Spoiler Alert: The Abuelo
“Spoiler Alert” is a serialized short story, coming in 13 parts every Monday, Wednesday, and Friday. “The Abuelo” is part nine. It’s best if you know the end first, so go to part one if you haven’t read it yet.
“Wow, that’s weird.”
David put his palms to his eyes and started rubbing them. He looked like he was trying to push them into his head.
“What do you think it means?” I asked.
He slung his backpack over his shoulder and faced the Zapatero residence. “There’s only one way to find out.”
I watched him go, wondering whether I’d be hearing a gun shot soon. But as he approached the front door, he looked back at me and shouted, “What are you doing?”
He motioned for me to follow him, so I jumped up and jogged toward the house. “You’re supposed to come with me.” It was an interesting choice of words (supposed to?) but I decided not to comment on them.
The woman/girl opened the door, saw me standing there, and began to close it again.
“Wait!” David shouted. “Yo soy Alan.”
She eyed us both and yelled something in Spanish. An older woman rounded a corner and came to stand by the first. I guessed they were mother and daughter.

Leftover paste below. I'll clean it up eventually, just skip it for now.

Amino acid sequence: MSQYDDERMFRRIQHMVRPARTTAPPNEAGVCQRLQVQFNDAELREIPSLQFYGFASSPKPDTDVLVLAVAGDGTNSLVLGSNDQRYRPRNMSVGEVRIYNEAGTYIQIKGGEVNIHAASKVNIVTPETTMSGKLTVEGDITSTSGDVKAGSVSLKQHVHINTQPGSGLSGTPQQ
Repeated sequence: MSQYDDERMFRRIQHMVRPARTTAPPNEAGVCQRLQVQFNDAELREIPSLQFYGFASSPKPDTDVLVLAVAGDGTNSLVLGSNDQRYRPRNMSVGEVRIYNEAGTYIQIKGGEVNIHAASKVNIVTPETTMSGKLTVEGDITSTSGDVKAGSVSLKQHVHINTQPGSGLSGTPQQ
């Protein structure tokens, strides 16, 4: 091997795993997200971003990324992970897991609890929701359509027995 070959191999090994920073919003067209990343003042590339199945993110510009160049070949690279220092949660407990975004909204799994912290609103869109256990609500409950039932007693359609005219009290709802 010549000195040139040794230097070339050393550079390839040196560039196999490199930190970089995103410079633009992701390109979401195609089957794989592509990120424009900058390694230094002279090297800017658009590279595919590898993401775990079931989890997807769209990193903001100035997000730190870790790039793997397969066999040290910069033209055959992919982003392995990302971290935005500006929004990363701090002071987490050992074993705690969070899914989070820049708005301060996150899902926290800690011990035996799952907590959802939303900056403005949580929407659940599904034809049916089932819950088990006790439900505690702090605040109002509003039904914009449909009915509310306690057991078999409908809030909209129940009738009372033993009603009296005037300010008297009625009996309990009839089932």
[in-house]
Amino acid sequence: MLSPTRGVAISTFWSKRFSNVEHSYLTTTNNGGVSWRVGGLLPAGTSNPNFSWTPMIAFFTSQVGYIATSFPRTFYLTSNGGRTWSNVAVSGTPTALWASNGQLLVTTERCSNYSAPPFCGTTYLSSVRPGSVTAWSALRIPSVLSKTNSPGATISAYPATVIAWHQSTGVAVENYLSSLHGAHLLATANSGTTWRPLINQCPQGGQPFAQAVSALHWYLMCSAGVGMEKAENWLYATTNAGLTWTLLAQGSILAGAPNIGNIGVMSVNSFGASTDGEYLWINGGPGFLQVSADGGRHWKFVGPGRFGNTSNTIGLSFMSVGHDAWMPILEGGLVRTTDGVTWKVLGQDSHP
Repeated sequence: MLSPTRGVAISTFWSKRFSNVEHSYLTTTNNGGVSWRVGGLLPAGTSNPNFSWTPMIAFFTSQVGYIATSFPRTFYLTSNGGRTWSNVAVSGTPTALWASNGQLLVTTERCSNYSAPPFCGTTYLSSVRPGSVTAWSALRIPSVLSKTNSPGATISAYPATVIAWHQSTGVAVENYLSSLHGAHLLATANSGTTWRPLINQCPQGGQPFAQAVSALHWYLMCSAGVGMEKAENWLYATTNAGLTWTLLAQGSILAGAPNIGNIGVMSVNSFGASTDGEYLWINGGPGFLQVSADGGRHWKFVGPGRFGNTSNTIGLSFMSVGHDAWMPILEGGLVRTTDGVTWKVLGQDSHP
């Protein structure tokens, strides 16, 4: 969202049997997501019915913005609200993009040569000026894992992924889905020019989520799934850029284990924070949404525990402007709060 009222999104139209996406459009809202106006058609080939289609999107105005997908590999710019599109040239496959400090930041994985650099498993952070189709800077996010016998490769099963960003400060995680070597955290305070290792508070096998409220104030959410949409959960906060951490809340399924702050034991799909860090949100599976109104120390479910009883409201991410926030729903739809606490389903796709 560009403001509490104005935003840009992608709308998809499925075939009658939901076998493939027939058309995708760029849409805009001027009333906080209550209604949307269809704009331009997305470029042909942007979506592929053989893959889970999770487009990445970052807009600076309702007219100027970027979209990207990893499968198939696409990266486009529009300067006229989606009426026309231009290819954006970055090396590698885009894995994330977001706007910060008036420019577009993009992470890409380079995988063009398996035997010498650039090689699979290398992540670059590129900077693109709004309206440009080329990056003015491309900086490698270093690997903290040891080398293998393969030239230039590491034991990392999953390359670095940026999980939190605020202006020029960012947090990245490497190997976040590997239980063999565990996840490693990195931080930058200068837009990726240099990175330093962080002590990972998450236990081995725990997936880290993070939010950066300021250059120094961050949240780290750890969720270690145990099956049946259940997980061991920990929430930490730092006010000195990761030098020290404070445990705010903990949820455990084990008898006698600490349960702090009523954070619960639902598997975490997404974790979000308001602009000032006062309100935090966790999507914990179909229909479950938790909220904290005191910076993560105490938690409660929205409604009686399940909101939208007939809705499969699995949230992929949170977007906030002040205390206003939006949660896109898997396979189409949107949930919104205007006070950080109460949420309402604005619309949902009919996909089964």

David spoke with them. I couldn’t understand shit.
The women nodded and led us through a labyrinthine house — down one hall, through a kitchen, down another hall, out a door to a courtyard, and finally through another door to a solitary room.
Inside, an old man was lying on a bed, watching telenovelas on a small TV set that sat atop a dresser. He didn’t acknowledge us when we entered.
“Is that him?” I whispered.
The women spoke quietly, addressing the man as abuelo.
He caught sight of David and smiled. “Alan?”
I’m sure he had some form of dementia. He looked disoriented. But his English was pretty good, and when David nodded, the old guy seemed to brighten up a bit. “This must be your son,” he said. I chuckled.
David glared at me.
The old man wagged a shaky finger at David. “I told him, like you asked. I told him.” Then he looked at me. “Don’t worry, the door’s been broken for years.”
Of course, I had no idea what he was talking about, but I smiled and nodded anyway. I might have said thanks, which was kind of weird now that I think about it.
The old guy extended a feeble arm and held it there for David to take. “Alan, my friend. It’s good to see you.”
“It’s good to see you,” David said. He was crying.